The extreme set that we never really use:

Difference
Looks at the colour information in each channel and subtracts either the blend colour from the base colour or the base colour from the blend colour, depending on which has the greater brightness value. Blending with white inverts the base colour values; blending with black produces no change.

Exclusion
Creates an effect similar to but lower in contrast than the Difference mode. Blending with white inverts the base colour values. Blending with black produces no change.

Subtract
Looks at the colour information in each channel and subtracts the blend colour from the base colour. In 8- and 16-bit images, any resulting negative values are clipped to zero.

Divide
Looks at the colour information in each channel and divides the blend colour from the base colour.

The colour set:

Hue
Creates a result colour with the luminance and saturation of the base colour and the hue of the blend colour.

Saturation
Creates a result colour with the luminance and hue of the base colour and the saturation of the blend colour. Painting with this mode in an area with no (0) saturation (grey) causes no change.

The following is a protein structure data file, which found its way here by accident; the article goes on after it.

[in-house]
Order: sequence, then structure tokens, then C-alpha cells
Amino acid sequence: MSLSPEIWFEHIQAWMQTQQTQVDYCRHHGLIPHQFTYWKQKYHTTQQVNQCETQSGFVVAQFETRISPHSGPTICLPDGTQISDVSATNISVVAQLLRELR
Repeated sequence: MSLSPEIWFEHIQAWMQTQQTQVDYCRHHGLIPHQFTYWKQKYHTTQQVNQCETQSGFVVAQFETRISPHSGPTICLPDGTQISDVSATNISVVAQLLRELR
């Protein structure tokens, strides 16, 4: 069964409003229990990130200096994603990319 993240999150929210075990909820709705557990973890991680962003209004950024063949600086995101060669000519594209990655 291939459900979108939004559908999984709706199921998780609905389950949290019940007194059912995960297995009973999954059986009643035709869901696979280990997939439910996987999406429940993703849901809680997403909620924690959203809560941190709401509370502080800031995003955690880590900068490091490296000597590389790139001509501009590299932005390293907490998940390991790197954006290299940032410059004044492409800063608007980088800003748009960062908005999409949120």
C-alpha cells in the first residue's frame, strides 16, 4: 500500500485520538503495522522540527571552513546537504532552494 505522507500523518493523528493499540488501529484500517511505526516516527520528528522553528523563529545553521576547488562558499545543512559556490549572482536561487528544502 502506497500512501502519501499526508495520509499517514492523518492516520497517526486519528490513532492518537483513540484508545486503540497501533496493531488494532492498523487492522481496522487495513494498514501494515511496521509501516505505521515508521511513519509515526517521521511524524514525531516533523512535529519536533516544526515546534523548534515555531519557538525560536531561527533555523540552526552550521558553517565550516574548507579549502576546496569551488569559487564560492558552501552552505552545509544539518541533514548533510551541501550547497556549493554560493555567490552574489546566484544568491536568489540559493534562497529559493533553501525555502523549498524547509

Color
Creates a result colour with the luminance of the base colour and the hue and saturation of the blend colour. This preserves the grey levels in the image and is useful for colouring monochrome images and for tinting colour images.

Luminosity
Creates a result colour with the hue and saturation of the base colour and the luminance of the blend colour. This mode creates the inverse effect of Color mode.

I know, a lot to take in – the easiest way to see what blend modes do is to just try them out!


As with all things in photography, you have to practice to get good at it – it is a skill. So practice and practice some more – it’s ok to feel frustrated, but only by pushing through will you improve.